G GS W L SV ERA IP H R ER HR BB SO AVG
24
24
7
5
0 3.62
104
97
51 42
7
33
140
.243
 
3. Wil Myers, c, Burlington Bees (Royals)
Age: 19. B-T: R-R. Ht: 6-3. Wt: 190. Drafted: HS—High Point, N.C., '09 (3).
Myers and lefthander John Lamb gave Burlington the best battery in the MWL, and Lamb would have ranked right behind Myers on this list had he not departed in late May before qualifying. Myers also earned a swift promotion, leaving at the end of June for high Class A, where he hit .346/.453/.512.

He's a more advanced hitter than fellow Royals megaprospects Mike Moustakas and Eric Hosmer were with the Bees. Employing an open stance, Myers works counts well before punishing pitchers with his plus bat speed and power. He has plenty of bat and enough athleticism to carry him if he has to move from catcher to right field.

MWL managers believe Myers will work hard enough to turn himself into a catcher, but scouts aren't as convinced that he can pull it off. He has a strong arm but a long release, and he has a long ways to go as a receiver. He threw out 34 percent of basestealers but committed 17 passed balls in 47 games for Burlington.
 
AB R H 2B 3B HR RBI BB SO SB CS AVG OBP SLG
242
42
70
19
1
10 45
48
55
10
3
.289
.408 .500
 
4. Jacob Turner, rhp, West Michigan Whitecaps (Tigers)
Age: 19. B-T: R-R. Ht: 6-5. Wt: 210. Drafted: HS—St. Louis, '09 (1).
The Tigers gave Turner a $4.7 million bonus (a record for a high school pitcher) after drafting him ninth overall in 2009, so they held their breath when he came down with forearm stiffness in his second pro start this April. But he turned out to be fine after sitting out for three weeks. With stuff as good as advertised, he pitched his way to high Class A before the end of June.

Using an easy delivery, Turner regularly pitches in the low 90s and touches 95 mph with his fastball, which has heavy, boring life. His hard curveball can be just as devastating, arriving in the upper 70s with 12-to-6 break. He's making progress with his changeup and has advanced command for a teenager.
 
G GS W L SV ERA IP H R ER HR BB SO AVG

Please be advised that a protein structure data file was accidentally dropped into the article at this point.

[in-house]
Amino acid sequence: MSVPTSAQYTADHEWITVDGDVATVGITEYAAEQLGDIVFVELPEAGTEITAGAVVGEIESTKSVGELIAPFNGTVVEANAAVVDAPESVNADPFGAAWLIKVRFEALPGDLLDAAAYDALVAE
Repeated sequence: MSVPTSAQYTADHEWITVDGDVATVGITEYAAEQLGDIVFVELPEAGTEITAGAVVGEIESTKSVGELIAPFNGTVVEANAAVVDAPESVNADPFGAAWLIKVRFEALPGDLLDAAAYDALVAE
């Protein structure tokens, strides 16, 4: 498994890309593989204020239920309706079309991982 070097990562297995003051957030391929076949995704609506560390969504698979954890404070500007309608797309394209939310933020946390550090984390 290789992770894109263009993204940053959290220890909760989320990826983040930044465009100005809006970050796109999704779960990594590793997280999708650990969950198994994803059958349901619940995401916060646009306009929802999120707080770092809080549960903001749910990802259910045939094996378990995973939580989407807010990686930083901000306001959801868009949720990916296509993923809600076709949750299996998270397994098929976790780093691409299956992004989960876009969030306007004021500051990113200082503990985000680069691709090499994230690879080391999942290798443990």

11
10
2
3
0 3.67
54
53
26
22
4
9
51
.245
 
5. Aaron Hicks, of, Beloit Snappers (Twins)
Age: 20. B-T: B-R. Ht: 6-2. Wt: 185. Drafted: HS—Long Beach, '08 (1).
Hicks ranked No. 1 on this list a year ago, and while he put up better numbers in his second tour of the MWL, he didn't dominate and left observers wanting more. "I wish he was hitting .300 with 20 homers," the AL scout said, "but he's so talented and does so many good things that it's worth the wait."

A switch-hitter, Hicks has more balance and strength from the right side (where he hit .362/.449/.664) and is more tentative from the left (.248/.383/.339). While he drew an impressive 88 walks and doesn't chase pitches, he gets passive and doesn't attack pitches he could hammer when he's ahead in the count. He has above-average speed but still is learning the nuances of basestealing, getting caught 11 times in 32 tries.

Hicks has good range to both sides in center field, where he should become a solid or better defender once his instincts improve. Though he registered just five assists in 103 games, he has one of the strongest outfield arms in the minors. He hit 97 mph with his fastball in high school, when some clubs preferred him as a pitcher.
 
AB R H 2B 3B HR RBI BB SO SB CS AVG OBP SLG
423 86
118
27
6
8
49
88
112
21
11
.279
.401 .428
 
6. Nick Franklin, ss/2b, Clinton LumberKings (Mariners)
Age: 19. B-T: B-R. Ht: 6-1. Wt: 170. Drafted: HS—Altamonte Springs, Fla., '09 (1).
Franklin was the 27th overall pick in the 2009 draft, but power wasn't supposed to be his strong suit. The 170-pound Franklin shocked the MWL by going deep 23 times, breaking Dick Kenworthy's 49-year-old franchise record and becoming the first teenaged middle infielder to win the league home crown.

"He has the most amazing power for a guy who looks like he shouldn't have power," Cedar Rapids manager Bill Mosiello said. "His home runs go way out."

Franklin is wiry strong and generates his power with quick hands, and he likes to attack fastballs early in the count. A switch-hitter, he has a more open stance and is much more effective hitting lefthanded (.318/.394/.559) than righthanded (.174/.221/.273). He may have to tone down his approach and focus more on making contact against better pitching.

Thanks to solid-average speed and good instincts on the bases, he joined Brandon Belt and Danny Espinosa as the only 20-20 players in the minors this year. Franklin gets the job done at shortstop, but his solid-average arm and range probably will play better at second base in the major leagues.
 
AB R H 2B 3B HR RBI BB SO SB CS AVG OBP SLG
513
89
144
22 7
23
65
50
123
25
10
.281
.351 .485
 
7. Trey McNutt, rhp, Peoria Chiefs (Cubs)
Age: 21. B-T: R-R. Ht: 6-4. Wt: 205. Drafted: Shelton State (Ala.) CC, 2009 (32).